Saint Meinrad Archabbey

A catholic monastery devoted to the teachings of St. Benedict

Bob and Claire Baker

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Wife's surprise gift keeps on giving

140609_Bakers Gift Planner _for WebWhen Charles R. (Bob) Baker opened the envelope containing his wife's gift to him on his 90th birthday, he was speechless.

"In the 49 years I have known this man, I have never seen him speechless," Claire said. Inside the envelope was a certificate informing him that Claire had established an endowment in his honor at Saint Meinrad.

"Certainly, it was a surprise," Bob agreed. "But it was the best gift she could give me."

The Bakers live near Zionsville, IN. Bob is a chemical engineer who worked for General Motors in aerodynamics before he retired in 1980. Claire taught for many years at Brebeuf Jesuit Preparatory School in Indianapolis and now is coordinator of adult faith formation at St. Joseph Parish in Lebanon.

Their relationship with Saint Meinrad began with Bob's mother, Mary Baker, who grew up in nearby Cannelton. She was a longtime supporter of the Archabbey and, after she died in 1997, Bob decided to set up an endowment in her memory.

Mary had made gifts to support the education of priests, so Bob established the endowment so its earnings would be used for priesthood education.

Not long after he set up the endowment, Bob brought Claire to Saint Meinrad. "I had heard about Saint Meinrad, because I grew up part of the time in the Indianapolis Archdiocese," she said. "I wanted to see southern Indiana and Cannelton, and so we came and it was kind of like love at first sight. And we've been coming back ever since."

Later, Claire decided to seek a master's degree in theology, so she enrolled in Saint Meinrad's Lay Degree Program and began taking weekend courses in 2004. She graduated in 2008.

Bob came along on every trip and they both enjoyed the time away - Claire attending classes and Bob exploring the buildings and grounds. "I have never seen anybody who didn't smile, say hello and go out of their way to make sure you had just what you needed," Claire said.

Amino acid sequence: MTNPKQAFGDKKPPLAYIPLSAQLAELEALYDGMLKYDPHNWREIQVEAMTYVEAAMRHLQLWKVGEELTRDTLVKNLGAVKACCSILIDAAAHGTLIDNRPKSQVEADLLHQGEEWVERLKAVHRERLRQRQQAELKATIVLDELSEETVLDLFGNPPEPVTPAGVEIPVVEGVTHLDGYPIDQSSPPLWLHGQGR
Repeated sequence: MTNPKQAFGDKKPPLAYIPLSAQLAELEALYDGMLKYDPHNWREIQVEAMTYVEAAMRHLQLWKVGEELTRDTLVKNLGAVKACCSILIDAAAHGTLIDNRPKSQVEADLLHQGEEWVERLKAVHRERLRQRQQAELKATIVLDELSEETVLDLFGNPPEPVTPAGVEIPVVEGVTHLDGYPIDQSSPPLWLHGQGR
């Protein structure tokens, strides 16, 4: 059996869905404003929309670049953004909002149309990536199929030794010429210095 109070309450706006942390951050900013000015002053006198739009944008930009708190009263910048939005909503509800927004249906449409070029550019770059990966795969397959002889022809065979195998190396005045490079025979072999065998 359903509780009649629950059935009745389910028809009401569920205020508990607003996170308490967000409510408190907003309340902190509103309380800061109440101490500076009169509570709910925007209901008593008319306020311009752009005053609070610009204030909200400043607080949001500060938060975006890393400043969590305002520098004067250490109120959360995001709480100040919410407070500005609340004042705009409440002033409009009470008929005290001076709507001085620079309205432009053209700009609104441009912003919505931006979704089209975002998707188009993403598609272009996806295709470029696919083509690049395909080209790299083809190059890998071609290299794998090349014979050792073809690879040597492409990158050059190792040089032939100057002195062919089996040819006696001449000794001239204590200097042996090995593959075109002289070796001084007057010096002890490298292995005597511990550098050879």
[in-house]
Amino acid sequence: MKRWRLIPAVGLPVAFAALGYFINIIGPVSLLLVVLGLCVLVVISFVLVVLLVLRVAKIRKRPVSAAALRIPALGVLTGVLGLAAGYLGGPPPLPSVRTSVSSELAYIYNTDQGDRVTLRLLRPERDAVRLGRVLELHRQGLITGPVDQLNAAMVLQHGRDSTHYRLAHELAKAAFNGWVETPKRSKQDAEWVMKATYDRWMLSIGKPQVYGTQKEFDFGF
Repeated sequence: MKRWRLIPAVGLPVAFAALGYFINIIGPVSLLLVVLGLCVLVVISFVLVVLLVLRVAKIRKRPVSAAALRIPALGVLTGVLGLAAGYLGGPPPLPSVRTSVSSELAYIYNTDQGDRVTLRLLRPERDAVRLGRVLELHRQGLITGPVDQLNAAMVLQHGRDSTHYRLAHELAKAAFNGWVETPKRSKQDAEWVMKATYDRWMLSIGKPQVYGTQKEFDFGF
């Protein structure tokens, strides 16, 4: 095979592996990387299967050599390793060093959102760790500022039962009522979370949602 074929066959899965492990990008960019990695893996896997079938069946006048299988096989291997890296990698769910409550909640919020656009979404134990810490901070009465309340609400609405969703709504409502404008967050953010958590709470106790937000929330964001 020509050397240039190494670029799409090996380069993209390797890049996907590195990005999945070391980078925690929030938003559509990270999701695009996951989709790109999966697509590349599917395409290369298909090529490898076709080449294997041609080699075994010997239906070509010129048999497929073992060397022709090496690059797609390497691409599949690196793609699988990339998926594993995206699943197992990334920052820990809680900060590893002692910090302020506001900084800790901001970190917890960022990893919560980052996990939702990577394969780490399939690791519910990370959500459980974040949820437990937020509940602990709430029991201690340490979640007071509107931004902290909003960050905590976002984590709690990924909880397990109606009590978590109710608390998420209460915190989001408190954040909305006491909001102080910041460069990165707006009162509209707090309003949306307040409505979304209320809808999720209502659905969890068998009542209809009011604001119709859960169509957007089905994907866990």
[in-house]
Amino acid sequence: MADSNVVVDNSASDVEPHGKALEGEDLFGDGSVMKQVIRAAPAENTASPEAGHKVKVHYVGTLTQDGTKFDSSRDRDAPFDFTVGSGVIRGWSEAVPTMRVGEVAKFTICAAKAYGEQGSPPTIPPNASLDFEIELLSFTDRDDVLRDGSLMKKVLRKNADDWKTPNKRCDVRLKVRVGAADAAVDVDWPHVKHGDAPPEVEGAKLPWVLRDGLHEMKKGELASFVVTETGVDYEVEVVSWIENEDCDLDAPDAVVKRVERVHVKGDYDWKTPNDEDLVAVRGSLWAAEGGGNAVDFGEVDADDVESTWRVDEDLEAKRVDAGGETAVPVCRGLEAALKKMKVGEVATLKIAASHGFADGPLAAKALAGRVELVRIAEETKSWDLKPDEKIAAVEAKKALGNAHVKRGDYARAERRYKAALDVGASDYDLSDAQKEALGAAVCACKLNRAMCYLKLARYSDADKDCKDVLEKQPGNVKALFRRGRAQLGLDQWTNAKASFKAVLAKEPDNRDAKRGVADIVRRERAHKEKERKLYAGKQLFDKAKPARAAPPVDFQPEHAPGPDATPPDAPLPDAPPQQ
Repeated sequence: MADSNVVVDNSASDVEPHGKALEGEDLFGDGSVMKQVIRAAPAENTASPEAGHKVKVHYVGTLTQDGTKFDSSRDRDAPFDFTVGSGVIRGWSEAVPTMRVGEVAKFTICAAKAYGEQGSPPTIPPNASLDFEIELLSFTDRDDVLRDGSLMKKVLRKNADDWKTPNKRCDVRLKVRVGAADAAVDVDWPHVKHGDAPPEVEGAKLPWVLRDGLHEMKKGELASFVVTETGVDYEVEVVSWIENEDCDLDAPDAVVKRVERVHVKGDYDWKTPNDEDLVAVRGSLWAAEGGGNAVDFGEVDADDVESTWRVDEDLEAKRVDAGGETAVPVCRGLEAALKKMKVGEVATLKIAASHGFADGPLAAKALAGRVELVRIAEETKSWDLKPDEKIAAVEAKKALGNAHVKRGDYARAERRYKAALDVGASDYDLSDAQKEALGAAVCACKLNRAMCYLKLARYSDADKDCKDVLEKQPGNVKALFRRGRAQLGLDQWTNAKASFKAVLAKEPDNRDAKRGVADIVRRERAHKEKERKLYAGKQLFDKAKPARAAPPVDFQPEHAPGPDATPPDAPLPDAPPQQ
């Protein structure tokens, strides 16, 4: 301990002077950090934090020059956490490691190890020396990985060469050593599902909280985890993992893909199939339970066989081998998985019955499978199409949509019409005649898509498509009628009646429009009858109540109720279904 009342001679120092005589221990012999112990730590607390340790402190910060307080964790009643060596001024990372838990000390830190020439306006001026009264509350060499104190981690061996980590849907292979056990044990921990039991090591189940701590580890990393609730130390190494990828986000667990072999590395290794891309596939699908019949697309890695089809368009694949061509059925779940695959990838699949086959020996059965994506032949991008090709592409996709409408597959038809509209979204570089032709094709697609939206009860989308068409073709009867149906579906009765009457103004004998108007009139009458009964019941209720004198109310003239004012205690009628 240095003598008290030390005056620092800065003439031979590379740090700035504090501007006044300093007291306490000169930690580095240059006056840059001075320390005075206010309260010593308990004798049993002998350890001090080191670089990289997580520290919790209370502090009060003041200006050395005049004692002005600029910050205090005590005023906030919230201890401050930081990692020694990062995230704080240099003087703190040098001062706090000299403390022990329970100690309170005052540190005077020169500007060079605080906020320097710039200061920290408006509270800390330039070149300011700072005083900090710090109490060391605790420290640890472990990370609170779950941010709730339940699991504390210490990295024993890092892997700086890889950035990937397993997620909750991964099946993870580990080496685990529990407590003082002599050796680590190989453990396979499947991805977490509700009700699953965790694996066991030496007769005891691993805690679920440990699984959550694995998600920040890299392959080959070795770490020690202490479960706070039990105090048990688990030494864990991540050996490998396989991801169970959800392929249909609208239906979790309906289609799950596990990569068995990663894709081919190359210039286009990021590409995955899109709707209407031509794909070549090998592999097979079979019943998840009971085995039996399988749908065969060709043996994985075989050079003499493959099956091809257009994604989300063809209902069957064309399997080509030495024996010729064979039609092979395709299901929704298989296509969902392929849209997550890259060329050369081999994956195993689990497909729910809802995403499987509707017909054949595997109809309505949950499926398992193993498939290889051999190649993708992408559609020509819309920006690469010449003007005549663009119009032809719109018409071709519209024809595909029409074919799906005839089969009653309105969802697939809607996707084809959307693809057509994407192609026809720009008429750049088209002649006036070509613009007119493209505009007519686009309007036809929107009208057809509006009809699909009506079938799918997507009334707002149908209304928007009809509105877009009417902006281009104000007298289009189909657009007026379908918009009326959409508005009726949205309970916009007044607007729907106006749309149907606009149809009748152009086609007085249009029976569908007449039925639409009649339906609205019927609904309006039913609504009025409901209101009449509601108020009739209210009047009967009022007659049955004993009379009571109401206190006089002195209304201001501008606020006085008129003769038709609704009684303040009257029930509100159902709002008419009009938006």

Those years of lay degree classes prepared Claire for her current work in faith formation at her parish, but it also seemed to influence Bob.

When Claire established the endowment in Bob's name, the one thing she didn't do was decide what program or project it would support. That was up to Bob. "I said, 'Now, this is your decision. You've got to decide where this is going to go,'" she recalled.

After some thinking, he decided the endowment would support Saint Meinrad's lay degree programs. For years, priests were the only thing most people thought of when supporting a seminary, according to Bob, but today lay ministers are just as essential in doing the Church's work. "We can't run the Church - the parish - without lay ministers."

Although Claire refused to weigh in on the decision, she said, "I can't deny that it made me very happy."

Over the years, they have watched Saint Meinrad's programs expand and change to serve new needs in the Church, pointing to the "One Bread, One Cup" youth liturgical leadership program and the Institute for Priests and Presbyterates as examples.

"We see Saint Meinrad doing what is necessary to keep the Church going these days," Bob said. "They see a need and fill it," agreed Claire.

Claire is pleased with the endowment. "It's permanent. Saint Meinrad can use the proceeds, but the principal is going to continue to produce support."

"Long after we're gone, those endowments will still be here providing support."